WASHINGTON Inspired by an idea from Sen. Mark Udall, Republicans and Democrats in Colorados seven-member House delegation plan to sit together during next weeks State of the Union address to demonstrate that the state is more important than politics.
Last week, Udall wrote an open letter to all 535 members of the House and Senate suggesting that on Tuesday they sit together in mixed political company rather than separate sides of the room as they traditionally do during the presidents speech to a joint session of Congress.
In eight days, 58 senators and representatives from both parties have signed on to the plan.
Elected officials can sit wherever they want during the State of the Union speech.
Last year, Rep. Jared Polis, D-Colo., said he sat with the Republicans, just because thats the direction he turned when he entered the chamber.
I think its a great idea, Polis said Thursday, pointing out, however, that most of the incivility is outside the Capitol, not within it. Were always pretty civil in here.
The idea for everyone to follow Udalls plan came from Rep. Diana DeGette. The Denver Democrat said it sends a powerful message that we are committed to working together on behalf of the people of Colorado.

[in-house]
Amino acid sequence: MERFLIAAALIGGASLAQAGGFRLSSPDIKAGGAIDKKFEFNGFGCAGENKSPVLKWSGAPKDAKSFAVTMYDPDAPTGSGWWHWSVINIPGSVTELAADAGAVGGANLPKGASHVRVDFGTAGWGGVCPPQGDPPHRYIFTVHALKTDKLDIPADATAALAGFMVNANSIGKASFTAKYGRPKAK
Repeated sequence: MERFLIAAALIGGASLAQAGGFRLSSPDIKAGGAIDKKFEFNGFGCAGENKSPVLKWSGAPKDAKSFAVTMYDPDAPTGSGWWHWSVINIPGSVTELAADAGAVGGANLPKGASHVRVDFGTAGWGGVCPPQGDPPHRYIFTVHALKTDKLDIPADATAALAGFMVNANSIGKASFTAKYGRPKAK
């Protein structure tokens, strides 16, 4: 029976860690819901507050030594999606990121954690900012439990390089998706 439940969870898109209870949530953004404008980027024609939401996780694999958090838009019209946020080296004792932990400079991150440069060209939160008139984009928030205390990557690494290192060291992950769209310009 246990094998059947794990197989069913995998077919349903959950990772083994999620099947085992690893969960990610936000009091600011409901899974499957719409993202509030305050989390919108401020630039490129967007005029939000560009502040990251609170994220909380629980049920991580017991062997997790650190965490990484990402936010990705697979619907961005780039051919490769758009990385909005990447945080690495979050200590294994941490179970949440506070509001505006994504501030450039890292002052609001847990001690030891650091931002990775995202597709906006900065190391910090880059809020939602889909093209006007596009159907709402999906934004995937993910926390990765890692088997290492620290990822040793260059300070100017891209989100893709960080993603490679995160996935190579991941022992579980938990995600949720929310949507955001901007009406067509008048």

Republican members of the delegation went along with it, but were quick to point out that jobs and the economy are what voters really care about.
I look forward to sitting with the dean of our delegation, Diana DeGette, who has always provided adult supervision to make sure that we are never uncivil to one another, Rep. Mike Coffman, a Republican, said, with a laugh. Now that we have the seating arrangements ironed out, we can get back to the real task at hand, which is getting our economy back on the right track.
Republican Rep. Cory Gardner said hes happy to sit wherever, but families across America, who are watching the State of the Union from home, care less about where we sit and more about the future of our country.
Though some derided Udalls letter as a symbolic gimmick some Capitol Hill bloggers called it the kumbaya letter the idea went viral in light of the national political civility discussions after the Jan. 8 shooting rampage in Tucson that left six people dead and Democratic Rep. Gabrielle Giffords seriously injured.
Udall, a Democrat, and Alaska Republican Sen. Lisa Murkowski who has joined him as co-leader of the effort will hold a news conference Tuesday before the State of the Union to address the issue.